Research Degrees

What does a research degree involve?

The MLitt (Master of Letters) and DPhil (Doctor of Philosophy) are research degrees for which the candidate writes a thesis and is examined by a viva voce (oral) examination. Candidates work under the guidance of a supervisor who is a specialist in their subject. Where two areas of expertise are essential, joint supervision is arranged.

The two degrees differ in:

  • the length of the thesis (MLitt – 50,000 words, DPhil – 80,000 words)
  • the rigour of the requirements

The thesis word-count includes notes, glossary, appendices, etc., but excludes the bibliography.

Entry requirements

All candidates for research degrees are initially registered as Probationary Research Students (PRS). Unless they already have a Master’s degree, they are normally required previously to have taken the MSt in Medieval and Modern Languages or an equivalent first-year course.

The MLitt thesis

The examiners of an MLitt thesis have to certify that:

  • the candidate possesses a good general knowledge of the field of learning within which the subject of the thesis falls
  • the candidate shows competence in investigating the chosen topic
  • the candidate has made a worthwhile contribution to knowledge or understanding in the field of learning within which the subject of the thesis falls
  • results have been presented in a lucid and scholarly manner

The DPhil thesis

The examiners of a DPhil thesis have to certify that:

  • the candidate possesses a good general knowledge of the field of learning within which the subject of the thesis falls
  • the candidate has made a significant and substantial contribution in the field of learning within which the subject of the thesis falls
  • the results have been presented in a lucid and scholarly manner

The DPhil demands a more detailed knowledge of the field of study. While an MLitt candidate need only show competence in investigating the topic, the DPhil candidate is required to make a significant and substantial contribution to the subject studied. In Modern Languages this may involve work on unpublished documents or manuscripts in foreign libraries or archives. A thesis may also be an edition of a text, if the task is complex enough and the introductory material sufficiently detailed. An MLitt candidate may gain the degree by reassessing published material.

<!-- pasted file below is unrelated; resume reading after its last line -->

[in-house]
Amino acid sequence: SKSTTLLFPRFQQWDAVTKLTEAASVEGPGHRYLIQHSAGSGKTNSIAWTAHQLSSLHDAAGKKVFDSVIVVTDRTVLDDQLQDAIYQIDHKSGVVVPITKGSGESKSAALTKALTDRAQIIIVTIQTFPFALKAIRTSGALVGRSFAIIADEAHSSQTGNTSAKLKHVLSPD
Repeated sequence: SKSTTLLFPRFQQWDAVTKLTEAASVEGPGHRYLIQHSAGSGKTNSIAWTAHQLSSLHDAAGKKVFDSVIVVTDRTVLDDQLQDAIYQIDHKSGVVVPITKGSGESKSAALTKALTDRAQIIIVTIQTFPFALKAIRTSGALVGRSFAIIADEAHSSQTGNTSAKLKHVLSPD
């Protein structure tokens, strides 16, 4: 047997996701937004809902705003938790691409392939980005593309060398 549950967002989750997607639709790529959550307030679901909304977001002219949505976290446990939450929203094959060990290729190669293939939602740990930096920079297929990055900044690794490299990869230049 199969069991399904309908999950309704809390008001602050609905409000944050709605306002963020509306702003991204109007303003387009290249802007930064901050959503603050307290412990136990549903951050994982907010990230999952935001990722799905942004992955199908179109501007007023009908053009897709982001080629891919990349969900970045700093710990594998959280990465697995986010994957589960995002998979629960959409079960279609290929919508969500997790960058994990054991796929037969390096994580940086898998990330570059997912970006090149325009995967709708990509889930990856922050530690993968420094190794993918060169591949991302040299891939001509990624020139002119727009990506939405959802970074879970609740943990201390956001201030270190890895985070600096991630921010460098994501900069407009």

“I’m now in the final year of my DPhil on 1970’s Russian literature. I started as an MPhil student in 2004 […] I chose Oxford because of the flexibility of the two-year MPhil in European Litearture [now Modern Languages], with its mixture of taught elements and research. The essay portfolios in the first year helped devise my own questions and approaches, while the thesis in the second year was the ideal way to find out whether research was for me in the long term. It worked…”

Final year DPhil student

Thesis Language

MLitt and DPhil theses are normally written in English, but may be written in an appropriate language other than English. Permission to write in a language other than English should be sought from the Director of Graduate Studies, well in advance of the submission of the thesis. Similarly, the viva voce examination is normally conducted in English, though in exceptional circumstances permission may be given by the Academic Policy Committee for it to be held in the relevant foreign language.


Candidates for a research degree are initially admitted to Probationary Research Student (PRS) status, and must apply for admission to full MLitt or DPhil status by the third term in PRS status. You must submit a research proposal and a piece of written work, about 10,000 words long, which should be either a chapter of your thesis or an essay related to it. These will be read by two assessors who will then meet you to discuss them. They may recommend your immediate admission to DPhil status or may ask you to submit revised materials so that your application may be reconsidered later.

A further formal assessment of your progress takes place when you apply for confirmation of your DPhil status. This must be done by the sixth term after your admission to PRS status. Again, two assessors will read a draft chapter of your thesis and discuss it with you.

The intention behind these requirements is not to place obstacles in your way but to let you discuss your work with scholars other than your supervisor and benefit from other perspectives on your work.

Duration of study

The MLitt and DPhil each require a minimum of two years’ study. For the MLitt, no further fees are payable where a student takes longer than two years to complete the thesis. Students for the DPhil pay a maximum of three years’ fees. Graduates should take care, in consultation with their supervisors, to avoid unrealistically ambitious topics and to choose topics that can be completed within three or at most four years of full-time research. Where there are exceptional reasons for delay in completing the thesis, limited extensions of time may be granted on application to the Director of Graduate Studies.